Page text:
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What is my Puppy Saying?

by M2A Solutions
What is my Puppy Saying?

What is my Puppy Saying?

Do you ever look at your dog and think “just say it, one word, I know you can!” Every dog owner is convinced their pup is just holding back and they’re one step away from unlocking the secret to hearing them speak Humanese. Maybe one day they’ll evolve, but they communicate with us just fine. We just have to be aware of how they’re trying to say something.

Puppies mostly use body language to communicate. As they develop and learn to socialize, we must pay close attention to certain signals that indicate fear, stress, or discomfort. In turn, we learn how slowly or quickly we can introduce our puppies to new experiences. Try to take in the overall situation rather than just what the puppy is doing. A growl may not always mean anger or a warning sign. It could be a playful sound they are learning with their new friends. Some other vocalizations are whining and whimpering.

Pay attention to the position of the body, tail and ears. Are they baring their teeth or are their pupils dilated? Where are the ears pointing? Is the hair on their back raised or settled? As a puppy parent, you want to notice these nuances in your pup as well as any other dogs it is playing with.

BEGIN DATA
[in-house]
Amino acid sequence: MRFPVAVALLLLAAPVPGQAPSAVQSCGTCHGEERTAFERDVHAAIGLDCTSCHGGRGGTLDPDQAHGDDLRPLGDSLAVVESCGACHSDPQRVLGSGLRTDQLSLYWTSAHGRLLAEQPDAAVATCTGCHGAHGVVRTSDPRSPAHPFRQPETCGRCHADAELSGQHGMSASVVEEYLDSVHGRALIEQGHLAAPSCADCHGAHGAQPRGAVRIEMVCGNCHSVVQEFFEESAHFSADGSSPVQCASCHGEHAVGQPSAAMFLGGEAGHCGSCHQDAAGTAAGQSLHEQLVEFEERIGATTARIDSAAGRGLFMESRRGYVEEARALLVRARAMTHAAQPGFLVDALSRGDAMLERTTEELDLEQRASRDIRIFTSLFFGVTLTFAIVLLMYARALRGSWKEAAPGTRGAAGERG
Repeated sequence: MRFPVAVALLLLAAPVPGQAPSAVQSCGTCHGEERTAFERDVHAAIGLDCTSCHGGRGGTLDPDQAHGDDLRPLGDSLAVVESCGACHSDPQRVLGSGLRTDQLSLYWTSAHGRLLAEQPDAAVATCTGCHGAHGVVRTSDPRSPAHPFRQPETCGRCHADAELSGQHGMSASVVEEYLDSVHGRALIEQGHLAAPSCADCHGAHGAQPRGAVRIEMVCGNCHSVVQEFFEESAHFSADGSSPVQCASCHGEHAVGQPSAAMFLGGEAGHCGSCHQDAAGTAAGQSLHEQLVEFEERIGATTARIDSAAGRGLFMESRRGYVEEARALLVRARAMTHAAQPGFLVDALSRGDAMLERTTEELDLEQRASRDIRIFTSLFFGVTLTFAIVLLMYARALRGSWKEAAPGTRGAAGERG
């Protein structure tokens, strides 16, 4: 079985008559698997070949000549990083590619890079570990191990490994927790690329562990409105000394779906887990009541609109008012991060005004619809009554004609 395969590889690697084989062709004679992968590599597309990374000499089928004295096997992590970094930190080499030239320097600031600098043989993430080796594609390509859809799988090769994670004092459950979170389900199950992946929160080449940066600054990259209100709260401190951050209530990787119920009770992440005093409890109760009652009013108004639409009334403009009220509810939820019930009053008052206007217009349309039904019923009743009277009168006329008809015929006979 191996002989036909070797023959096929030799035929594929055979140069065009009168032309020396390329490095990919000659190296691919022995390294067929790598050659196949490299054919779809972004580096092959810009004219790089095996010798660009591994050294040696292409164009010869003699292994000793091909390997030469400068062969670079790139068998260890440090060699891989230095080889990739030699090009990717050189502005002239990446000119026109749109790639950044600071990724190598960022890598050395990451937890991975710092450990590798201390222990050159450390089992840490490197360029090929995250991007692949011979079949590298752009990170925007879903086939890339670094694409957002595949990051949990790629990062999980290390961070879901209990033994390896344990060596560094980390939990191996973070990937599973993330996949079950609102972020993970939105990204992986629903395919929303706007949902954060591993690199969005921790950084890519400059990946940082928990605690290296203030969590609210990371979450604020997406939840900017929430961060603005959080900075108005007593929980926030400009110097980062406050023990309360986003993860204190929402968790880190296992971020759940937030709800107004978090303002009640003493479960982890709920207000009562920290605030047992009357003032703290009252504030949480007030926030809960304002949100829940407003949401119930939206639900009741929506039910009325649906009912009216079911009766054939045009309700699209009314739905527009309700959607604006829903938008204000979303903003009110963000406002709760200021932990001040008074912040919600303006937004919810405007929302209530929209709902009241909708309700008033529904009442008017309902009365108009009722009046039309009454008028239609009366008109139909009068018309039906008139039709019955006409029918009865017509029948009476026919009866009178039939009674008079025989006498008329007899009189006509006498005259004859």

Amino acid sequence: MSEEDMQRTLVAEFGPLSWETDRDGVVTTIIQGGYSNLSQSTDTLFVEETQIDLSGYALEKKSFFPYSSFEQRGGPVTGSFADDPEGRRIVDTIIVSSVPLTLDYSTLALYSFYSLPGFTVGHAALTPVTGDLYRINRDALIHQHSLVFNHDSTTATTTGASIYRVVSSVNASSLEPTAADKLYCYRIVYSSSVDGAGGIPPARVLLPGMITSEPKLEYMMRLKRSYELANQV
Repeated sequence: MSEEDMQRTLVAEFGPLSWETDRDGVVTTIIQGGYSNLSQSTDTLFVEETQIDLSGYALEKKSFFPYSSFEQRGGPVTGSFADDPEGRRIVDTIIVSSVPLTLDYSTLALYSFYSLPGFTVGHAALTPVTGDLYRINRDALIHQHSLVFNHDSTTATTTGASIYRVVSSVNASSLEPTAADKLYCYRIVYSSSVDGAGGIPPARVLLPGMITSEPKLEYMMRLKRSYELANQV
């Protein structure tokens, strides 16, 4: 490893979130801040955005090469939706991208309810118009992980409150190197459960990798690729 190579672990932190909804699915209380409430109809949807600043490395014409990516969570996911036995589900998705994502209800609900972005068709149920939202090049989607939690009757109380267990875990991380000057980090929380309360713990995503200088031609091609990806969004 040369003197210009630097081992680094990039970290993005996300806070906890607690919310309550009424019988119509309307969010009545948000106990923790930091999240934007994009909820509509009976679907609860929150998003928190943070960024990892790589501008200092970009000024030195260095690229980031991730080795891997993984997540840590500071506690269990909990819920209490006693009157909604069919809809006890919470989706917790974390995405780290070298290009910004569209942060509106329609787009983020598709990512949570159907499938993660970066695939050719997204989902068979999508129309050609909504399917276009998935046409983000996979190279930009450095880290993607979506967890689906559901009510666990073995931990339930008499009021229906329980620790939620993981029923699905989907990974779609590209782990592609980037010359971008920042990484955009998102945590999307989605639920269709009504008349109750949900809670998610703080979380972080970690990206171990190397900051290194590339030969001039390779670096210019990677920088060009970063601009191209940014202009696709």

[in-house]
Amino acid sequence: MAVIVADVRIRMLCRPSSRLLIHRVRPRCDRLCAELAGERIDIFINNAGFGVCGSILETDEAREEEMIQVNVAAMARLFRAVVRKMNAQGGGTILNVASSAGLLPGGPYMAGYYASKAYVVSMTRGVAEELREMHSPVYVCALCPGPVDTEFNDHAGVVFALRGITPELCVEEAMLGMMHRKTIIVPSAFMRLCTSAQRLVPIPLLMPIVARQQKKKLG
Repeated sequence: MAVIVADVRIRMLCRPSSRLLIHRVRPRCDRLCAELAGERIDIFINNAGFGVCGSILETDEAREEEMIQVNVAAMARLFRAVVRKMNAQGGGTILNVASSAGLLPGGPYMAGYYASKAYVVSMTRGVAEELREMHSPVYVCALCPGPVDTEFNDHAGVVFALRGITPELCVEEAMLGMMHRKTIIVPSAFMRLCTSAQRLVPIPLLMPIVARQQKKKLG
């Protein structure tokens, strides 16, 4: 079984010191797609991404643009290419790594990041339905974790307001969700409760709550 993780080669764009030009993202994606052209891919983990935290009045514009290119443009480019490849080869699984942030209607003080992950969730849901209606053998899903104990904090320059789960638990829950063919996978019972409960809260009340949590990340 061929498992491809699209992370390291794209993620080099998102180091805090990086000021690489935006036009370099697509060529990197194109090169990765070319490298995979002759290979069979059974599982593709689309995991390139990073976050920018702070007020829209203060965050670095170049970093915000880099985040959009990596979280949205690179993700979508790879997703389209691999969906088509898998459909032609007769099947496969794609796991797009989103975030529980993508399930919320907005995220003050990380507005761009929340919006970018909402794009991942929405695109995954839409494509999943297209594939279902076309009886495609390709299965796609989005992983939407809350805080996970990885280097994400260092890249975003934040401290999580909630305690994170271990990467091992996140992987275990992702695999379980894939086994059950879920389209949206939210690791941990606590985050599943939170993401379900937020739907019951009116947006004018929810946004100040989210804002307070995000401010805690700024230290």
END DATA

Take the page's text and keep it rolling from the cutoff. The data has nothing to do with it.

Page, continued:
Signs to remove your puppy

Use your best judgement per situation. Sometimes the pup needs a quick break or they need to be introduced more slowly with repetition to a new friend or situation. Dogs will give you plenty of warning signs to let you know they are distressed. Here are the most common traits that your little guy will give you as a warning sign (remember, do not punish these signs or they will learn to suppress this form of expression and may escalate to biting or attacking more quickly).

  • Freezing - A dog will stop moving and freeze in place.
  • Hard Stare - Usually, when they freeze, a hard glassy-eyed stare will accompany them.
  • A low steady Growl
  • Raised Lip - Sometimes showing some teeth.
  • Snarling - Tense body language accompanies retracted lips and exposed teeth. Some people train their dogs to “smile” and it may be confused for a snarl.
  • Snapping - A dog will deliberately miss biting you or something else, but you do not want this to turn into a real bite.

Depending on your reading of your puppy, stepping away from the situation until things have settled may be enough. Or you may need to leave the scenario altogether. They have a preferred circle of personal space just as we do. Think about it as a 7 foot circle around them. When stress factors walk into that bubble, they may become more upset. Approaching your pup in a semicircle from the side rather than straight on will help as it doesn’t feel like you’re directly invading their personal space.

We’ll touch more on the body language of dogs and other fun tips. So make sure you tune in frequently for the next helpful article!


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